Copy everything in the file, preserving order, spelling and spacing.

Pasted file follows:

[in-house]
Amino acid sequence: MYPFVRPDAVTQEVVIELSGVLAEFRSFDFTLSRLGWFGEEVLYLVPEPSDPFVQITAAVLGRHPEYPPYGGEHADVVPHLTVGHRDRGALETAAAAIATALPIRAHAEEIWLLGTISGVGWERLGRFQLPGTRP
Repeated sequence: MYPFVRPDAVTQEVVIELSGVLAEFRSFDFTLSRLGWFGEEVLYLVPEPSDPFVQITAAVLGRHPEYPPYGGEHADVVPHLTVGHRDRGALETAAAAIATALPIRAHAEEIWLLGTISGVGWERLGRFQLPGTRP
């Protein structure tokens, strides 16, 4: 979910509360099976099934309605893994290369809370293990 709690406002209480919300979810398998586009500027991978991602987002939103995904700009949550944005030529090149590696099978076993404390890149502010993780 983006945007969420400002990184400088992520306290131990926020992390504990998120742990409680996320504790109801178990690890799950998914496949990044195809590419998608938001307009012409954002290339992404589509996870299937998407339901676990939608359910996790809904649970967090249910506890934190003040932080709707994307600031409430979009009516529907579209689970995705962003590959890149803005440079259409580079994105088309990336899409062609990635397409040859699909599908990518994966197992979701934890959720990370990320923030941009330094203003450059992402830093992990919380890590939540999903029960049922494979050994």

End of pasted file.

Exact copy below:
[in-house]
Amino acid sequence: MYPFVRPDAVTQEVVIELSGVLAEFRSFDFTLSRLGWFGEEVLYLVPEPSDPFVQITAAVLGRHPEYPPYGGEHADVVPHLTVGHRDRGALETAAAAIATALPIRAHAEEIWLLGTISGVGWERLGRFQLPGTRP
Repeated sequence: MYPFVRPDAVTQEVVIELSGVLAEFRSFDFTLSRLGWFGEEVLYLVPEPSDPFVQITAAVLGRHPEYPPYGGEHADVVPHLTVGHRDRGALETAAAAIATALPIRAHAEEIWLLGTISGVGWERLGRFQLPGTRP
């Protein structure tokens, strides 16, 4: 979910509360099976099934309605893994290369809370293990 709690406002209480919300979810398998586009500027991978991602987002939103995904700009949550944005030529090149590696099978076993404390890149502010993780 983006945007969420400002990184400088992520306290131990926020992390504990998120742990409680996320504790109801178990690890799950998914496949990044195809590419998608938001307009012409954002290339992404589509996870299937998407339901676990939608359910996790809904649970967090249910506890934190003040932080709707994307600031409430979009009516529907579209689970995705962003590959890149803005440079259409580079994105088309990336899409062609990635397409040859699909599908990518994966197992979701934890959720990370990320923030941009330094203003450059992402830093992990919380890590939540999903029960049922494979050994």